The tank size is modest at 3.6 gallons and provides a maximum runtime of 36 hours. However, given the performance, that’s perhaps not a major drawback. The AIRCARE MA1201 is also very competitively priced.
FAQs About Whole House Humidifiers
Now that you are more informed about how to choose the best whole house humidifier for your particular situation, additional questions may have arisen. Below are answers to some of the most common concerns about this type of humidifier.
Q. Do whole house humidifiers cause mold?
They can cause mold, but the problem is generally easy to prevent. Mold usually grows when humidity is higher than normal. The United States Environmental Protection Agency (EPA) recommends that homes should ideally be between 30 and 50 percent humidity, which is the range most of these devices cover. Mold shouldn’t normally grow within these parameters. Stagnant water can also cause problems, so tanks should be cleaned regularly and emptied when not in use.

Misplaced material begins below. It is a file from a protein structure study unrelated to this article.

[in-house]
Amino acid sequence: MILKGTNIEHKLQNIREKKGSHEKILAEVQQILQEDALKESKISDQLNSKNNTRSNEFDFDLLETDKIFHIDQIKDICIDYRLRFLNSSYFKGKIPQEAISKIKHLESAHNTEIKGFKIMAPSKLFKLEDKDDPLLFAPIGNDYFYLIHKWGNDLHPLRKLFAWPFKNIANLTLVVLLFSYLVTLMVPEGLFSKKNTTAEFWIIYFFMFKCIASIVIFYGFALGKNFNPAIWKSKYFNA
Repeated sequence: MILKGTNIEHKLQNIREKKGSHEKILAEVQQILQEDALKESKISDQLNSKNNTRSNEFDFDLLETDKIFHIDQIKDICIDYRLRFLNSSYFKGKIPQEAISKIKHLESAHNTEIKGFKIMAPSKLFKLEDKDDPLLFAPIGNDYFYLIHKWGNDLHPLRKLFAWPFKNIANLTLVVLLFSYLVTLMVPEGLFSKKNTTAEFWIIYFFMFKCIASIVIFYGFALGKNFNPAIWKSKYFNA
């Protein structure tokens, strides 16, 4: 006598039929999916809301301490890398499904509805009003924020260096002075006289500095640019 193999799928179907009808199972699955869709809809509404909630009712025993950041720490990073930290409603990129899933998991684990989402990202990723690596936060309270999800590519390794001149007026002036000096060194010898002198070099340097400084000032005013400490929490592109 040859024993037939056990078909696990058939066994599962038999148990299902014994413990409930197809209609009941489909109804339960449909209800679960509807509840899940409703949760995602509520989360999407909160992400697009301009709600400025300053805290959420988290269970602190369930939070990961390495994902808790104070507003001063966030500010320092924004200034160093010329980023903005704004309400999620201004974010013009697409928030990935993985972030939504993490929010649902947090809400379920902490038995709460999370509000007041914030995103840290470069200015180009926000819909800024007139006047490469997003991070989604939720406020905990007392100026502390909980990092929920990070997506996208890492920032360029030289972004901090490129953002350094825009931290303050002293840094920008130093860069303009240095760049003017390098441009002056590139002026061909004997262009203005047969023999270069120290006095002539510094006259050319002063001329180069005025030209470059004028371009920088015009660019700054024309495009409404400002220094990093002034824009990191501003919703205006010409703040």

Q. How often should I schedule maintenance for my whole house humidifiers?
Maintenance very much depends on the type of humidifier, and each manufacturer will offer a schedule that will help achieve maximum benefit. Some filters need to be changed every 3 months. Steam chambers usually last 6 to 12 months. Humidifier pads are usually replaced annually.
Q. How long do whole house humidifiers usually last?
Though there are a number of variables that make it impossible to give a precise answer, console units would be expected to last 5 years or more. HVAC-mounted models have a life expectancy of around 10 years.
Q. Are whole house humidifiers safe?
Yes, whole house humidifiers are safe when properly installed and maintained. Mold has the potential to cause problems, but it shouldn’t occur if the humidifier is properly looked after.
Q. Can a humidifier help with health issues?
Absolutely. A humidifier can have a positive impact on skin issues and respiratory problems, and it can help suppress some types of viral and infectious diseases. Most pets feel more comfortable with ideal humidity, too.